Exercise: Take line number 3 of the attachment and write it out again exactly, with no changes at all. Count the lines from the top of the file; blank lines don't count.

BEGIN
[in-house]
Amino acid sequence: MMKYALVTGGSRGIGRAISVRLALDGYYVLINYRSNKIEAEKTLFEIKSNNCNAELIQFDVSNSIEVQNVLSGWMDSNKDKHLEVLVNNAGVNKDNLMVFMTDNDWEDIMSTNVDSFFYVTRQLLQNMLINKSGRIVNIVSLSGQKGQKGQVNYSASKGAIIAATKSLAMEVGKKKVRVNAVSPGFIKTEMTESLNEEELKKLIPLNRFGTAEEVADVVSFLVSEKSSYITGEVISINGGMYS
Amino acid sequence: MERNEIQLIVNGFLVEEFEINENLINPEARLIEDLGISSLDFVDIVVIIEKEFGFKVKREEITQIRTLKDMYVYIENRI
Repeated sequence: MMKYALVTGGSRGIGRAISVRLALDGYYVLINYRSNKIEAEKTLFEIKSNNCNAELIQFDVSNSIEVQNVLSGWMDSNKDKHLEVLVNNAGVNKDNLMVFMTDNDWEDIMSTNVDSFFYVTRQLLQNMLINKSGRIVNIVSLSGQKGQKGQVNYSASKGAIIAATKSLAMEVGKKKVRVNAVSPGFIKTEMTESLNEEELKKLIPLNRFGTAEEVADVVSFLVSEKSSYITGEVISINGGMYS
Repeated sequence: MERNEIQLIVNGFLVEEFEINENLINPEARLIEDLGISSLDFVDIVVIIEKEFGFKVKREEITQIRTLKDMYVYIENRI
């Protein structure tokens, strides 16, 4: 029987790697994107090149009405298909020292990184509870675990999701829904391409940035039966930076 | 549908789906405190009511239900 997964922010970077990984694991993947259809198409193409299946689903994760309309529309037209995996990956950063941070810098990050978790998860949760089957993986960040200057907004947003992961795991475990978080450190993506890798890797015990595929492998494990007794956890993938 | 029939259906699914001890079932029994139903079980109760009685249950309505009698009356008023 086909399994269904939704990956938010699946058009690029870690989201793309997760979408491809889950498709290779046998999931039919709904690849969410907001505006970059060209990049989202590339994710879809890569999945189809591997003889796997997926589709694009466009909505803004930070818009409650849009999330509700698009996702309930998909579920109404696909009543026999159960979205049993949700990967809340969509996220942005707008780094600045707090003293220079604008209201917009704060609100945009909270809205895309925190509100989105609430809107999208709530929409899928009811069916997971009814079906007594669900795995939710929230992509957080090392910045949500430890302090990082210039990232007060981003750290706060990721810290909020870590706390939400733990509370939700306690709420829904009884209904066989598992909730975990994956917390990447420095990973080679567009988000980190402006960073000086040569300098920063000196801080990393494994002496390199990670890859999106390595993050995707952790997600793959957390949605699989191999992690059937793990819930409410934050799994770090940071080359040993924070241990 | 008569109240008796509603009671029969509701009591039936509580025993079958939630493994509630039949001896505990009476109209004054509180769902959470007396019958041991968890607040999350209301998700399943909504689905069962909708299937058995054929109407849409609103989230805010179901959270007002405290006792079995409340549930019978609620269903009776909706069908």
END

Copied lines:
Amino acid sequence: MERNEIQLIVNGFLVEEFEINENLINPEARLIEDLGISSLDFVDIVVIIEKEFGFKVKREEITQIRTLKDMYVYIENRI